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Long Term Leys: Sowing & Growing


Suitable soils and optimum pH:

These leys are suitable for all but very light soils. Ideally pH 6-7.

When to sow:

These long-lasting leys take time to germinate and become established. It is therefore essential to sow when growing conditions are good and not too early in the spring before the soil is warm. They are often sown in spring but autumn sowings can be contemplated provided the seed is in by early September. These leys contain many small-seeded species and are best broadcast as this leads to more even plant distribution.

Once sown, roll immediately to ensure good soil-to-seed contact.

How to sow:

With long term leys it is extremely important to control perennial weeds prior to sowing. As these mixes contain small seeded species such as Timothy or clover it is best to sow at no more than 10mm into a fine seed bed. A cover crop of westerwolds ryegrass can provide additional bulk in the year of sowing but is not advisable on heavy ground as they may out- compete the other species in the mix. These mixes can alternatively be undersown to a spring cereal which has been drilled at a reduced rate.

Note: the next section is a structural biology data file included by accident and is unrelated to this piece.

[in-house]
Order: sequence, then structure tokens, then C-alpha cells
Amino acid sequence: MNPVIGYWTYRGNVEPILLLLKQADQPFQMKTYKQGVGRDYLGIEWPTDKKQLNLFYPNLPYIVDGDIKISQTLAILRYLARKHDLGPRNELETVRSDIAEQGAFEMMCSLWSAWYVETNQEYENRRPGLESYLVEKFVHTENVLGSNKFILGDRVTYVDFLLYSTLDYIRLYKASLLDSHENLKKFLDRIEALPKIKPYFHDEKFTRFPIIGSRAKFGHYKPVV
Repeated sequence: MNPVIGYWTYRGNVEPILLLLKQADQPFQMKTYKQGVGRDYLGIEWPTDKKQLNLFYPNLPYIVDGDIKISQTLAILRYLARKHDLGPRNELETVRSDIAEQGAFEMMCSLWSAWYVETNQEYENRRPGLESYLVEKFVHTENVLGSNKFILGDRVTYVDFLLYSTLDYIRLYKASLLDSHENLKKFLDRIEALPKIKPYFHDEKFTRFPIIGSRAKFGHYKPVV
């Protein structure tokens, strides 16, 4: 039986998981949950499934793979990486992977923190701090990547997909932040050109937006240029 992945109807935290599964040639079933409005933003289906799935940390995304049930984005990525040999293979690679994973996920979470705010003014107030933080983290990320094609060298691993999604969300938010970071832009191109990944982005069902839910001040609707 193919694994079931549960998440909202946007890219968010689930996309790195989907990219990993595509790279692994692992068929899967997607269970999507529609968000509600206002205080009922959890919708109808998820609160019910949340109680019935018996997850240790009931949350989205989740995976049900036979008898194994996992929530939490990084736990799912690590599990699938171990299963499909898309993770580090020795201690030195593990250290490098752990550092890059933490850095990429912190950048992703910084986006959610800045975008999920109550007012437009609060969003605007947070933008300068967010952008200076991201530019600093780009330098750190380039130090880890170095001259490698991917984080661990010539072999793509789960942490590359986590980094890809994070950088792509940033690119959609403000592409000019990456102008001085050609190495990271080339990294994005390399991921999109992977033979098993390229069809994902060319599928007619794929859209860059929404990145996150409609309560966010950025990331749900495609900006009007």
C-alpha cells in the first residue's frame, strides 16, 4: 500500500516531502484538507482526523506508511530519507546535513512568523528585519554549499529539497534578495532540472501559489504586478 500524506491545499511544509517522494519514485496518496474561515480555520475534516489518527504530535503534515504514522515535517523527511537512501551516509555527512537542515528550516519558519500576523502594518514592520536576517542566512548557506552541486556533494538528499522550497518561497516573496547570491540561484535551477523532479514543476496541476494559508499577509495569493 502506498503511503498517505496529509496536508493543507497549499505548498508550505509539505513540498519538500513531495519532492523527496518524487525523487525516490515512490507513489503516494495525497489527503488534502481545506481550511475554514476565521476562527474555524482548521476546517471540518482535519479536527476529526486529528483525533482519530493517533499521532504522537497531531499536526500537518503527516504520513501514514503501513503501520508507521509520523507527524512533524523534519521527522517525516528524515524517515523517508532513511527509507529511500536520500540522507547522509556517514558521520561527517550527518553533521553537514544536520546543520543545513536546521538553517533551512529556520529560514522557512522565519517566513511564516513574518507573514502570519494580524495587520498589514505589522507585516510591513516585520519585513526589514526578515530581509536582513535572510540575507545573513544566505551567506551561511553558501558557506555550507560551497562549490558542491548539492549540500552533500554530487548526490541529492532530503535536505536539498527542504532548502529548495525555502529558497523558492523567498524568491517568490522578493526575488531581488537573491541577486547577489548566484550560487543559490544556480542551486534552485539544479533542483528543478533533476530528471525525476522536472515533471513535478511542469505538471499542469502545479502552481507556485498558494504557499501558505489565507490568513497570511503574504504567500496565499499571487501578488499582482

Management:

Light grazing with sheep or young cattle will consolidate new plants, encourage grass to tiller and control annual weeds (known as the ‘golden hoof’). Cutting for silage or hay is best left until the ley is well established in its second season.

Nutrient requirements:

These leys should receive no more than 100kg N/ha with the biggest demand (60kg N/ha) in March and April if a silage cut is to be obtained. Pochon Persistent requires very little or no N as the high clover content (30-50%) will fix N in the soil.

Yield potential:

Yields of 12t DM/ha should be achieved.

 


Date Posted: 22nd January 2018